In Fig. 2, we show the different predictions for the maximum allowed value of the parameter \((\sin \theta _{h{\mathcal {S}}})_{\max }\), which measures the mixing between the lightest Higgs scalar and the first KK mode of the new \({\mathbb {Z}}_2\)-odd scalar as a function of \(\beta \). In the left plot, we show this dependence for different values of \(\mu _S r\) after saturating the upper bounds on \(\lambda _S/r\) and \({\bar{\lambda }}>0\). In the middle plot, we display the maximum allowed value of \(\sin \theta _{h{\mathcal {S}}}\) for the same values of \(\mu _S r\) and a fixed value \(\lambda _S/r=100\), together with \({\bar{\lambda }}={\bar{\lambda }}_{\max }>0\). Note that for \(\mu _S r=25\) and \(\beta \sim 50\), \(\lambda _S/r=100\) takes its maximum value. This explains why, in this case, the line stops before one can reach \(\beta =100\). Finally, in the right plot we show \((\sin \theta _{h{\mathcal {S}}})_{\max }\) for different values of \({\bar{\lambda }}<0\) and fixed values \(\mu _S r=25\) and \(\lambda _S/r=100\). In all these plots we assume \(M_\text {KK}=5\) TeV and \(k=m_{\mathrm{Pl}}/8\). One can readily see that, for a given value of \(\lambda _S/r\), the maximum allowed value for \(\sin \theta _{h{\mathcal {S}}}\) is much more significant in the case \({\bar{\lambda }}<0\), since larger values of \(|{\bar{\lambda }}|\) can be taken. In addition, when \({\bar{\lambda }}\) is negative one could also consider bigger values of \(\lambda _S/r\) than in the \({\bar{\lambda }}>0\) case. All this results into larger mixing angles when \({\bar{\lambda }}\) is negative compared to the \({\bar{\lambda }}>0\) case.

Fig. 3
figure3

Maximum allowed value for the parameter \(\sin \theta _{h{\mathcal {H}}}\), describing the mixing between the lightest Higgs mode with its first KK resonance, as a function of \(\beta \). In the left figure, we exhibit three different values of \(\mu _S r\) for \({\bar{\lambda }}={\bar{\lambda }}_{\max }>0\), while in the right panel we consider three different negative values of \({\bar{\lambda }}\) for a fixed value of \(\mu _S r=25\)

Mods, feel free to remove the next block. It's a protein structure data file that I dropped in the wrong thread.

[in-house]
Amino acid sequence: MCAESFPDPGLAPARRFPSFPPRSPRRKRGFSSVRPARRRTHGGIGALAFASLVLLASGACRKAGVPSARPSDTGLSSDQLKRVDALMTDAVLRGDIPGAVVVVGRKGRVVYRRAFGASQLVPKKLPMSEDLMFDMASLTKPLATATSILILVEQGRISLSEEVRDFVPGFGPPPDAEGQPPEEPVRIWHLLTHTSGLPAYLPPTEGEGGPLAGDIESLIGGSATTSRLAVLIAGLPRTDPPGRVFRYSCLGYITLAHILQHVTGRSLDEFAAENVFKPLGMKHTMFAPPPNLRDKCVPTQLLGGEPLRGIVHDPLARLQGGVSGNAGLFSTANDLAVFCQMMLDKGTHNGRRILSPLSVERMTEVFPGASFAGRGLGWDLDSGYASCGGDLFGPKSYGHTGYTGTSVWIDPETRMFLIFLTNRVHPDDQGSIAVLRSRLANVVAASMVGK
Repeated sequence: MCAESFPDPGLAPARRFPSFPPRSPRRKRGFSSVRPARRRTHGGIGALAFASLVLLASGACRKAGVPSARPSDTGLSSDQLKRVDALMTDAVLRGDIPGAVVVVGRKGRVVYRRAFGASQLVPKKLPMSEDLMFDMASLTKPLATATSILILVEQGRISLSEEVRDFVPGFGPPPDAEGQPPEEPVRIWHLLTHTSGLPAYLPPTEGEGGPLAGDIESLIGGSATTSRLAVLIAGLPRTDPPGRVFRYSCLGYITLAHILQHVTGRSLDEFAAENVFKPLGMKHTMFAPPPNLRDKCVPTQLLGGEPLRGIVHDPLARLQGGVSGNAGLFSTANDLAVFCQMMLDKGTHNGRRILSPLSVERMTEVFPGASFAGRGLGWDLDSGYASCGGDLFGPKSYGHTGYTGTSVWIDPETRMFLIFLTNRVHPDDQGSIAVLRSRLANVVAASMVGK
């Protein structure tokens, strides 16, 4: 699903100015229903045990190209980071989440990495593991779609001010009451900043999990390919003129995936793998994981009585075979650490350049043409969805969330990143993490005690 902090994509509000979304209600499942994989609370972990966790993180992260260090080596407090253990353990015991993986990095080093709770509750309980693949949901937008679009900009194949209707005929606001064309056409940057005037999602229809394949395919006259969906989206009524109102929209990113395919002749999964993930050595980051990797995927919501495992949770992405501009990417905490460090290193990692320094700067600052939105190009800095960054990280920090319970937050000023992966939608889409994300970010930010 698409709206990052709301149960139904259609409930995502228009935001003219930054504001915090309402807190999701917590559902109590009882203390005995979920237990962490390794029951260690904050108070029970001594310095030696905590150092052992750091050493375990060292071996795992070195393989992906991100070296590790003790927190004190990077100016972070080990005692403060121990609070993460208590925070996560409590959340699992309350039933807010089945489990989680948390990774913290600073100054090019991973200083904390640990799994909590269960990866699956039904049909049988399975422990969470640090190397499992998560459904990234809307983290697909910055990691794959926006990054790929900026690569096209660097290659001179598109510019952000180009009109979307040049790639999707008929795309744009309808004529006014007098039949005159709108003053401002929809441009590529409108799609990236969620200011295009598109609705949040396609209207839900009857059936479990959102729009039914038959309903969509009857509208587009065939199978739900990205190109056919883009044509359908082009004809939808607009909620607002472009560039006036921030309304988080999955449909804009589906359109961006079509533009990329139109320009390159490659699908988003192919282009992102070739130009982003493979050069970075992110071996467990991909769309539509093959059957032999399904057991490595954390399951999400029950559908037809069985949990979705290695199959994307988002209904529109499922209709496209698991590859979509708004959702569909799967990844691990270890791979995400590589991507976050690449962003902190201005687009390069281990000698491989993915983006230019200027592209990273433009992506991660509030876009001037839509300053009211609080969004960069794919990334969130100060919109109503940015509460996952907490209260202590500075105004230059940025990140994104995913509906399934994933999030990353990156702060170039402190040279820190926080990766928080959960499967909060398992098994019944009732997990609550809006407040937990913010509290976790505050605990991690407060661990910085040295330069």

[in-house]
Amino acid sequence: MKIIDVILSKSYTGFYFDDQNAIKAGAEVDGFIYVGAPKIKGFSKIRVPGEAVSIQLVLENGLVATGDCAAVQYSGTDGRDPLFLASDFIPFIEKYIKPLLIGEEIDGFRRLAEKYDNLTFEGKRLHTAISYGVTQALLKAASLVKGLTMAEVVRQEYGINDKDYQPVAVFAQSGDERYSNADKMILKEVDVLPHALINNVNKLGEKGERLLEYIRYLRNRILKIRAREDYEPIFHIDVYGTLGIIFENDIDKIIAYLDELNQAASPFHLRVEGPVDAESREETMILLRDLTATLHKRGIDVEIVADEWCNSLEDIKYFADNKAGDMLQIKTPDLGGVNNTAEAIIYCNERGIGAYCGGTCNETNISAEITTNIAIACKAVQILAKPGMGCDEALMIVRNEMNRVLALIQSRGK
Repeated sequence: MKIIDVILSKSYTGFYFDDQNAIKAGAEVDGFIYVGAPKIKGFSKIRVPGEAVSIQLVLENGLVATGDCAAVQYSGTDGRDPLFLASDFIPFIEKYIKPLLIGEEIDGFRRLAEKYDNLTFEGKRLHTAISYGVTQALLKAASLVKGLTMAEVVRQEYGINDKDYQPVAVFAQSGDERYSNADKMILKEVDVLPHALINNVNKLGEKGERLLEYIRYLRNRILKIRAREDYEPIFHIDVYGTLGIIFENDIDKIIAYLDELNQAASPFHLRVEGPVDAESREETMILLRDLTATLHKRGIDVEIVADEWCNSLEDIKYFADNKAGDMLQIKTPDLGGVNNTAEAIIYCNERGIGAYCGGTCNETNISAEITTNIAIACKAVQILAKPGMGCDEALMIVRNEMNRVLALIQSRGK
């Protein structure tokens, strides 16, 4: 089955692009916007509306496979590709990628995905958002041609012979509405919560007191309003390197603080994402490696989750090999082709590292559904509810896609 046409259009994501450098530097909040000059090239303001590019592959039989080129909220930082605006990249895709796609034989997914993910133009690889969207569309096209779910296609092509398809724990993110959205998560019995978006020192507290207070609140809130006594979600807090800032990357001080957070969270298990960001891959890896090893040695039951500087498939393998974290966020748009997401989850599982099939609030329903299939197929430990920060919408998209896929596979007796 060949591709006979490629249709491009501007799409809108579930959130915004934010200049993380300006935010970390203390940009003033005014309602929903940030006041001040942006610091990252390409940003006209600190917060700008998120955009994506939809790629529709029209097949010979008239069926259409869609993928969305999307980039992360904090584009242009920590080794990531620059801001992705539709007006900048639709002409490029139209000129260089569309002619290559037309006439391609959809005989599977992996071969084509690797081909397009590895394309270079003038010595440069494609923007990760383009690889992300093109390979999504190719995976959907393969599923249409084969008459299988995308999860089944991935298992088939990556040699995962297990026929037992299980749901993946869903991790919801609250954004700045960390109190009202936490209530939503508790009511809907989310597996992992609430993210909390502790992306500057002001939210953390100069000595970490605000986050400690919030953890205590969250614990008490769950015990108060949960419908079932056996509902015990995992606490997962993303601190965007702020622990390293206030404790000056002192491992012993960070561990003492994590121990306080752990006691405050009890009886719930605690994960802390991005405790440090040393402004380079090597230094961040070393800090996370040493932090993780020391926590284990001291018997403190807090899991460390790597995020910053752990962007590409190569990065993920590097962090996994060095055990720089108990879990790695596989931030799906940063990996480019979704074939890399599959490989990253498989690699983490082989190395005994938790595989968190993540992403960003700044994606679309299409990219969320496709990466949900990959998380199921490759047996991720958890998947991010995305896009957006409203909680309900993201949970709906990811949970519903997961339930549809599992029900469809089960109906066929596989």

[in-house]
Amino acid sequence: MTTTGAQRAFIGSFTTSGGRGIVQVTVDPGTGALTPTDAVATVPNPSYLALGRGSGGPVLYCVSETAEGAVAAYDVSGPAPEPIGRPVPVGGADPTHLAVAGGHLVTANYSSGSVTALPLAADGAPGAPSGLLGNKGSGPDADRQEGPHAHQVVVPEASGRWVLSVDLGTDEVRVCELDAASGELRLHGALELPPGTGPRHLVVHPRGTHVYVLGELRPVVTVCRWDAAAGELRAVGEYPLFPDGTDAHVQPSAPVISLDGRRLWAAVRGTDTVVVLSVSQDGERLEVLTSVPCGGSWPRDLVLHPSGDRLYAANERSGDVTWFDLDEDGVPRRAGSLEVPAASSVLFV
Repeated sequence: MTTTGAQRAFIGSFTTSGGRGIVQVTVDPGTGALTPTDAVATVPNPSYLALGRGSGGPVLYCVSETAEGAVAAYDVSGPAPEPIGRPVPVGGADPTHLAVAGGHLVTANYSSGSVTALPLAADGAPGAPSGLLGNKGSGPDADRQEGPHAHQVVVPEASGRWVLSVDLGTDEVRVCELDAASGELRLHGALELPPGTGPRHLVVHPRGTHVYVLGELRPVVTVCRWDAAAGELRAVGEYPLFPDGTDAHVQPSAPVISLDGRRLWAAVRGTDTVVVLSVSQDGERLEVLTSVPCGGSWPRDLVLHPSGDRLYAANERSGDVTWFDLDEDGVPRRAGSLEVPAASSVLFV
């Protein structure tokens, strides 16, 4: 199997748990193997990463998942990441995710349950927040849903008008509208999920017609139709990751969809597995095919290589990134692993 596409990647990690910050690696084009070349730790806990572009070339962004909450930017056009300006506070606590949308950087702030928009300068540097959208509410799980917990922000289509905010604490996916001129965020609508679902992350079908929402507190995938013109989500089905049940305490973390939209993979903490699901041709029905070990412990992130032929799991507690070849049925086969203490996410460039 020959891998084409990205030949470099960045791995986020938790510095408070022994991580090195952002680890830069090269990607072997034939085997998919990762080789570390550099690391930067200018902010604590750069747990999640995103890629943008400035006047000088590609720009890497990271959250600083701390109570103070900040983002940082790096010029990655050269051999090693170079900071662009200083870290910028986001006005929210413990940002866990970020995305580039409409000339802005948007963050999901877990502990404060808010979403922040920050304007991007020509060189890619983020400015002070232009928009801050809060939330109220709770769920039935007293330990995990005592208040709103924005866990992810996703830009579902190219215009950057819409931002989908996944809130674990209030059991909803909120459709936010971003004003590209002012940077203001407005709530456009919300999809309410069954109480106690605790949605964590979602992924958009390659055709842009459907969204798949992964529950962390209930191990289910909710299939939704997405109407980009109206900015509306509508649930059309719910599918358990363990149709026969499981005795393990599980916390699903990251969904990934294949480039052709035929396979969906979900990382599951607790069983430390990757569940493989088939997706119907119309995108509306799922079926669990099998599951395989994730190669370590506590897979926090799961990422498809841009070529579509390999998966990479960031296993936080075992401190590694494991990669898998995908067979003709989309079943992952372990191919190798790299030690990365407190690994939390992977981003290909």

For the Higgs mixing with its first KK mode, parametrized by \(\sin \theta _{h{\mathcal {H}}}\), we found a monotonic behavior, with \(\sin \theta _{h{\mathcal {H}}}\) getting smaller for large values of \(\beta \) independently of the \(\mu _Sr\) parameter. This can be seen in Fig. 3, where we show \((\sin \theta _{h{\mathcal {H}}})_{\max }\) as a function of \(\beta \) for \(M_\text {KK}=5\) TeV and \(k=m_{\mathrm{Pl}}/8\). In particular, we display on the left panel this functional dependence for three different values of \(\mu _S r\), after saturating \({\bar{\lambda }}\) to its upper bound. In the right panel we exhibit the case where \(\mu _S r=25\) is kept fixed, while \(\lambda <0\) takes on different (negative) values. Comparing this panel with the right panel of the previous figure, we can see that \((\sin \theta _{h{\mathcal {H}}})_{\max }\) is a steeper function of \(\beta \) than \((\sin \theta _{h{\mathcal {S}}})_{\max }\) when \({\bar{\lambda }}<0\). For the choice of parameters at hand, and depending on the value of \(|{\bar{\lambda }}|\), \(\sin \theta _{h{\mathcal {H}}}\) becomes bigger than \(\sin \theta _{h{\mathcal {S}}}\) for \(\beta \) smaller than values between 1 and 10, depending on the other parameters of the model, whereas the opposite happens when \(\beta \) takes larger values. Henceforth, for practical purposes, we will neglect the differences between \({\mathcal {S}}\) and \(S_1\), as well as between \({\mathcal {H}}\) and \(h_1\), since they are proportional to the small mixing angles \(\sin \theta _{h{\mathcal {S}}}\) and \(\sin \theta _{h{\mathcal {H}}}\), respectively.

Phenomenology

Once the Higgs boson is allowed to propagate into the bulk of the extra dimension, its mixing with the \({\mathbb {Z}}_2\)-odd scalar becomes unavoidable. This mixing will leave its imprint on different aspects of the phenomenology. In particular, it can lead to effects on experiments as diverse as high-energy colliders, both present and future ones. Moreover, as we will see, assuming the presence of dark fermions, it can naturally explain the observed DM relic abundance and leave its imprint on DM direct-detection experiments.

We have seen how the quartic coupling leads to a mass mixing of the Higgs-boson zero mode with both its first KK resonance \(h_1\) and the lowest-lying \({\mathbb {Z}}_2\)-odd scalar, \(S_1\). This mixing induces modifications on the Higgs-boson couplings to SM particles. In Sect. 4.1 we will explore these modifications and study its impact on current and future colliders.